New York City expected 13.4 million visitors this past summer, surpassing Orlando and Las Vegas as the top urban attraction in total tourism spending. As more travelers hit big cities as getaways, scammers do as well to profit at a traveler’s expense.
Scamming is big business not only in the U.S., but worldwide. More than 5 percent of U.S. adults were affected by an identity fraud incident in 2012, according to a report issued by Javelin Strategy & Research. These days, protecting your identity is as important as protecting your wallet, no matter where you are. So if you visit the Big Apple, or Europe, be particularly wary about protecting your card at all times. Follow Life Lock’s Twitter for tips and information on identity theft protection.
Even if you’re a bargain hunter by nature, always work with reputable companies while planning flights, making hotel reservations and booking entertainment. Always ask for confirmation of a reservation. If you have any question about the booking procedure, call for clarification or speak to a supervisor.
Safeguard your credit card information, just as you would any transaction. Call the credit card company in cases where you suspect fraud. If you’re making online purchases, look for the security seal on the URL or only deal with major companies.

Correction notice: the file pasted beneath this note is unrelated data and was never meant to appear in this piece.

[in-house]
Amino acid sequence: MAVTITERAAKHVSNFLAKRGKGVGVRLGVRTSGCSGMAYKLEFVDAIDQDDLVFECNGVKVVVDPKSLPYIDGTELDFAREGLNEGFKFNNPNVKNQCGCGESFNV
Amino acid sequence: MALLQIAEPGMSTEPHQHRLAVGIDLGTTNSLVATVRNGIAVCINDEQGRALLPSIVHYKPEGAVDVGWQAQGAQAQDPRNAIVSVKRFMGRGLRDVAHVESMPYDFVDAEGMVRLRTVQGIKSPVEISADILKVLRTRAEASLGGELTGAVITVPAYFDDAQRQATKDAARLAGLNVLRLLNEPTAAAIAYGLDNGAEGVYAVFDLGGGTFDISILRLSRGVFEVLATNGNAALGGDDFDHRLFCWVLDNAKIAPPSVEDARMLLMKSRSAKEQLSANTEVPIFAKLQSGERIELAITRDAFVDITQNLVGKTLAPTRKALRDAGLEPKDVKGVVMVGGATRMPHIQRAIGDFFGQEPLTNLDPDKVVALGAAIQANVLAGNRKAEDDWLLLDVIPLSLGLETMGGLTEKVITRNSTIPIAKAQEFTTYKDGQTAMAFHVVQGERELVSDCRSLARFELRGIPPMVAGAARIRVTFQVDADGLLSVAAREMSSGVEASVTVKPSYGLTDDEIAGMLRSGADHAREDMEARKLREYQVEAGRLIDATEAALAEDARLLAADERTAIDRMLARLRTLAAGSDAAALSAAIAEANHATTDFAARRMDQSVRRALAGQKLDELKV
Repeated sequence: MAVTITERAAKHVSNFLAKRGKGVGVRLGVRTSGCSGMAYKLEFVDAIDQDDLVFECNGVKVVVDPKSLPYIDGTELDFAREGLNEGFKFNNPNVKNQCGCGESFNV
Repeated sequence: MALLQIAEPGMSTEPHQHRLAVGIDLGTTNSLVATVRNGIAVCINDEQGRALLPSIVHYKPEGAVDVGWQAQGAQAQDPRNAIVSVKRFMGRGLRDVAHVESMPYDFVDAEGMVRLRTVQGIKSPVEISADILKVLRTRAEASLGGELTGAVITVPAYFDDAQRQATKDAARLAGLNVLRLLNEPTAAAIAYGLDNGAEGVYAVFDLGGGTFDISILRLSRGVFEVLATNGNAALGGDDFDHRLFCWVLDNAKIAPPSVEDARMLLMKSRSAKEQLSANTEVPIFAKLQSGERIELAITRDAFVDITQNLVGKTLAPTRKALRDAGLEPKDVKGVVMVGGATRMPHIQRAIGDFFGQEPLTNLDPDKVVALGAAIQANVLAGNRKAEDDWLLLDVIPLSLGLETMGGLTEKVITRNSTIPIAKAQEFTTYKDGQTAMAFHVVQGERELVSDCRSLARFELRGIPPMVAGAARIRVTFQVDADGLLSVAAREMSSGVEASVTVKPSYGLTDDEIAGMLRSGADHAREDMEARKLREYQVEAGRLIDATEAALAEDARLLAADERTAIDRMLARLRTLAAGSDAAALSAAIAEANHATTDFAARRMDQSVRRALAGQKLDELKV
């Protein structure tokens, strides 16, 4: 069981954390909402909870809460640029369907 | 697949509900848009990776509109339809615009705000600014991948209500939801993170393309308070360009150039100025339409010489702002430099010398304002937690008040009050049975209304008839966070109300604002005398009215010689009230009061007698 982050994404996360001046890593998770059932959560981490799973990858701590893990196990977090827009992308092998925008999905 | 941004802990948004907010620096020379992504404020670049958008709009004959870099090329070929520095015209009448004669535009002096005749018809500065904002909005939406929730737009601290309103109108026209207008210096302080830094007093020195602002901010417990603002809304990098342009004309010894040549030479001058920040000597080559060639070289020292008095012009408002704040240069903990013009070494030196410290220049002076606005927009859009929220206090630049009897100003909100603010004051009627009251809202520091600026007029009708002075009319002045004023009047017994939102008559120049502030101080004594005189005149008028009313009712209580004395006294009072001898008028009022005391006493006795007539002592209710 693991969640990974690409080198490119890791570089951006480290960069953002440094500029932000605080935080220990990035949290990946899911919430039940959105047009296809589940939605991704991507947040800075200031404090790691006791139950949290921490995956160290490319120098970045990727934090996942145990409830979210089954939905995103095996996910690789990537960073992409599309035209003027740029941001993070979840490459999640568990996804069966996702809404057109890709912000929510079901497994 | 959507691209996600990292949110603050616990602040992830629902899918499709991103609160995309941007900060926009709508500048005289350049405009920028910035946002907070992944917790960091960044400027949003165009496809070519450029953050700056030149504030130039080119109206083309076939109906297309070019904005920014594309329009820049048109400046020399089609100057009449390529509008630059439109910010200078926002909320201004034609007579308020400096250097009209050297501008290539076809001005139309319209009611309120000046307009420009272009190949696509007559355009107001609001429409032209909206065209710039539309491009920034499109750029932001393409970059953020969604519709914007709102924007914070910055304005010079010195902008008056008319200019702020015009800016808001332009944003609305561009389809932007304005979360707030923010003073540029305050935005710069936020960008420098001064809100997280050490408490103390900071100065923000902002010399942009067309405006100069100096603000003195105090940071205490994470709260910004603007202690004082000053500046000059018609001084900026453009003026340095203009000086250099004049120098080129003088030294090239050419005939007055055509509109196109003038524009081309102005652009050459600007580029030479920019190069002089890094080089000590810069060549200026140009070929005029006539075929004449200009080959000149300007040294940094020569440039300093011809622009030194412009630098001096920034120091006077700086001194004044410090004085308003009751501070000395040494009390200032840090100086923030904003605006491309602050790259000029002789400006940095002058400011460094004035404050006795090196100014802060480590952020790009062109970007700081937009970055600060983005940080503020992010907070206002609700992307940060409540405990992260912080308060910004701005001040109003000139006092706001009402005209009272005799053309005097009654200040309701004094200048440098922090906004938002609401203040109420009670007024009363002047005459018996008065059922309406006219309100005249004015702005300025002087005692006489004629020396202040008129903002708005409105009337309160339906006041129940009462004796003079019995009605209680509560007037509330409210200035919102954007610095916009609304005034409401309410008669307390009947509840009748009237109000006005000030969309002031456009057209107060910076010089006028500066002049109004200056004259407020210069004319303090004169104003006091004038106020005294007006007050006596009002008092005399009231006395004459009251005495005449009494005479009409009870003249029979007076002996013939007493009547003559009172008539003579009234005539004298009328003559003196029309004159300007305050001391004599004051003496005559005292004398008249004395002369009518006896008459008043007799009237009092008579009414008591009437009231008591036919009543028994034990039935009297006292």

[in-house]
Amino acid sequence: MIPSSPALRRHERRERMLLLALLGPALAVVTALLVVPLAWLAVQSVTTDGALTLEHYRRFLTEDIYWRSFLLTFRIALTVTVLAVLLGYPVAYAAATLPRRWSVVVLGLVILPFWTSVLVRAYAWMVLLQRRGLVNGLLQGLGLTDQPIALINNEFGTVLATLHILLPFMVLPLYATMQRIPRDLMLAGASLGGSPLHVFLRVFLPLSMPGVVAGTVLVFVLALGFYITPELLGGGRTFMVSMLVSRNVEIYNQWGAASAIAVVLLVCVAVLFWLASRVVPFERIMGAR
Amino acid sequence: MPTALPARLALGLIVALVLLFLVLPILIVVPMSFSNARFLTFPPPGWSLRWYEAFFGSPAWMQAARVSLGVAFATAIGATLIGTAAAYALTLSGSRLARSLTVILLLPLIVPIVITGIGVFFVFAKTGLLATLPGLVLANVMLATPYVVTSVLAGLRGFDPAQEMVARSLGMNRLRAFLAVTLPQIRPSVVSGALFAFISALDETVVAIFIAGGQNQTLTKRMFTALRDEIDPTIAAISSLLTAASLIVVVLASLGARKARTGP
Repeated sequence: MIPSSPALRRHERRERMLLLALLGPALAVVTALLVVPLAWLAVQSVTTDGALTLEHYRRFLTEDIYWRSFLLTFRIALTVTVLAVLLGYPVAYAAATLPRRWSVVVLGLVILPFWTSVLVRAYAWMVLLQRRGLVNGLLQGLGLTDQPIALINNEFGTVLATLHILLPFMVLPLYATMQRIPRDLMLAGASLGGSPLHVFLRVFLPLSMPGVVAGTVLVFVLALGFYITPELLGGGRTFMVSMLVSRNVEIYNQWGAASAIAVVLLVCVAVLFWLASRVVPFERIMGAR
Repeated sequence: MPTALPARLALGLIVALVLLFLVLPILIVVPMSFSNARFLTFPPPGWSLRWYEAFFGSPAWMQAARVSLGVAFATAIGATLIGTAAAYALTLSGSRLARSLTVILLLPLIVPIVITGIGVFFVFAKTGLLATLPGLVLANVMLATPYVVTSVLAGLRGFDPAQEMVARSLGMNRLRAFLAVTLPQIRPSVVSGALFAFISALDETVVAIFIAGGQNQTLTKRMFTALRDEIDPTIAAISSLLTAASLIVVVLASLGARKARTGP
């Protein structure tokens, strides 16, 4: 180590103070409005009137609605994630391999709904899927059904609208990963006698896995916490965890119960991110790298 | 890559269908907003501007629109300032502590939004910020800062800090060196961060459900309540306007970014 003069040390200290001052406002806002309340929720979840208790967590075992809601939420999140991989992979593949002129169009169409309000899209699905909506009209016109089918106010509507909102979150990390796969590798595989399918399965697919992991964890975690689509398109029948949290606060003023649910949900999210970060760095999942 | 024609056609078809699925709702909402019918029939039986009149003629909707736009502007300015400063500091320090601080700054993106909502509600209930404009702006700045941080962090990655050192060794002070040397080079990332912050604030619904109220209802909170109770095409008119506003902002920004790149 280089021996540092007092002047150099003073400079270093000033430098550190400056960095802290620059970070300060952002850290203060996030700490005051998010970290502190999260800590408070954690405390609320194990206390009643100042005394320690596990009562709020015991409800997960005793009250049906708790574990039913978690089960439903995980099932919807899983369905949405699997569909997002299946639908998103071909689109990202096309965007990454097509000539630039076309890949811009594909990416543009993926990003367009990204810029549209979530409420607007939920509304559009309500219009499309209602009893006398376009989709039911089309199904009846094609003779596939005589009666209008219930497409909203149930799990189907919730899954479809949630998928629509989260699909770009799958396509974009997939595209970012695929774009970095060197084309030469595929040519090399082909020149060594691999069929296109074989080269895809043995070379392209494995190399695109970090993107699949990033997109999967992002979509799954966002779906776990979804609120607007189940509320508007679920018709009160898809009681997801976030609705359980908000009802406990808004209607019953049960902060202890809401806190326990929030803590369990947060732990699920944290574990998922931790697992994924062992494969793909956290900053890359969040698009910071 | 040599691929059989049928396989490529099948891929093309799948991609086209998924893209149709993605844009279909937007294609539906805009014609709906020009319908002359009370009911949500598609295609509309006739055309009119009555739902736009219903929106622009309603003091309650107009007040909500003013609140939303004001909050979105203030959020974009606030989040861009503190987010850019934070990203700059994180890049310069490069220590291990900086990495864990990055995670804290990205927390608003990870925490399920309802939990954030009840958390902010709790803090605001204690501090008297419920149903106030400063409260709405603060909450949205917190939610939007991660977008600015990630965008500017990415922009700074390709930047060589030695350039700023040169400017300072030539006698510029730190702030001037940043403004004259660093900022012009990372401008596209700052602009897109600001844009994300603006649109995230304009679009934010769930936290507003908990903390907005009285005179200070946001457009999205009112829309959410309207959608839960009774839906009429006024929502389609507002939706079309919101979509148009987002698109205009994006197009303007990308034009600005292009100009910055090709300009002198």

Check with the Better Business Bureau or the Chamber of Commerce if you have any doubts about a special offer. Or call the agency or business directly.
One popular scam these days involves a phone call purportedly from a hotel’s front desk to a new arrival, according to NBC. The call may come at an odd hour, perhaps late at night, and mentions a problem with a credit card number or a “glitch” in the verification system. That type of call should raise red flags. Never give out such information. Rather, say that you will deal with the problem when you return to the lobby. Follow up in person. Likewise, do not tell a caller “from housekeeping” what time you plan to leave your room. That could be an invitation to a thief.
Forbes Magazine reports another travel hazard on the rise. Fake free Wi-Fi sites are increasing. Even though it’s tempting to sign on via your mobile phone or tablet whenever you can, such users are more likely to become identity fraud victims than computer users, according to Javelin Research. Any data transmitted may be used in the future for illegal purposes.
Seeing neighborhoods on foot is enlightening, invigorating and enriching. It can also be dangerous. Inquire about risks if going for a late afternoon walk or an early morning run. Your hotel should be able to tell you areas to avoid. Book sightseeing through established tour companies, and don’t take advantage of any curbside offers to “show you the sights” from operators of private vehicles.